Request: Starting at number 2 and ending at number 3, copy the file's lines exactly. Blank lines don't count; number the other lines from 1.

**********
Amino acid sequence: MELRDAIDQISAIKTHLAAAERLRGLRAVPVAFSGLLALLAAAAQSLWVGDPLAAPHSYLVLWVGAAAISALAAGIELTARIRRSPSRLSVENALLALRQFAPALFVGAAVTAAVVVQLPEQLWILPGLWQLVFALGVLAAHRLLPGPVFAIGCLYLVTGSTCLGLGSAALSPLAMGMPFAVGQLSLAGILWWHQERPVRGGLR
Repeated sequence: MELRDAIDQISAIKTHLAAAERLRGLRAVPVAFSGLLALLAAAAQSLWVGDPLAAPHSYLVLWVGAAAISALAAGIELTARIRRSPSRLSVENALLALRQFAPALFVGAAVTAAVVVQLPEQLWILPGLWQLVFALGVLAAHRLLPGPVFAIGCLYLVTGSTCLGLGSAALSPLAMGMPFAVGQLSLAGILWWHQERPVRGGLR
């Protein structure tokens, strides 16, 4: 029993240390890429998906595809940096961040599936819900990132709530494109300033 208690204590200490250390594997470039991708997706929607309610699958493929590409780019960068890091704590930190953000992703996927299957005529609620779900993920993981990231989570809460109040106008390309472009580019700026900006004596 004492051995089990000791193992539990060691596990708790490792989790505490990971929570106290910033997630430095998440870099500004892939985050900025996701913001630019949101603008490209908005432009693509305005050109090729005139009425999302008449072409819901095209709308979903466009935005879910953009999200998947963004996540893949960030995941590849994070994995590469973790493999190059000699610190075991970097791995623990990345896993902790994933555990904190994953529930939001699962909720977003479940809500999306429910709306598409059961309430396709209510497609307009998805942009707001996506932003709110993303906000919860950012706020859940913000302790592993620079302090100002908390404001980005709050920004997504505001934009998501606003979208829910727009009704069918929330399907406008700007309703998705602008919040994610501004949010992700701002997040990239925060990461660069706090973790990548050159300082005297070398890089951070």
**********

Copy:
Repeated sequence: MELRDAIDQISAIKTHLAAAERLRGLRAVPVAFSGLLALLAAAAQSLWVGDPLAAPHSYLVLWVGAAAISALAAGIELTARIRRSPSRLSVENALLALRQFAPALFVGAAVTAAVVVQLPEQLWILPGLWQLVFALGVLAAHRLLPGPVFAIGCLYLVTGSTCLGLGSAALSPLAMGMPFAVGQLSLAGILWWHQERPVRGGLR
């Protein structure tokens, strides 16, 4: 029993240390890429998906595809940096961040599936819900990132709530494109300033 208690204590200490250390594997470039991708997706929607309610699958493929590409780019960068890091704590930190953000992703996927299957005529609620779900993920993981990231989570809460109040106008390309472009580019700026900006004596 004492051995089990000791193992539990060691596990708790490792989790505490990971929570106290910033997630430095998440870099500004892939985050900025996701913001630019949101603008490209908005432009693509305005050109090729005139009425999302008449072409819901095209709308979903466009935005879910953009999200998947963004996540893949960030995941590849994070994995590469973790493999190059000699610190075991970097791995623990990345896993902790994933555990904190994953529930939001699962909720977003479940809500999306429910709306598409059961309430396709209510497609307009998805942009707001996506932003709110993303906000919860950012706020859940913000302790592993620079302090100002908390404001980005709050920004997504505001934009998501606003979208829910727009009704069918929330399907406008700007309703998705602008919040994610501004949010992700701002997040990239925060990461660069706090973790990548050159300082005297070398890089951070």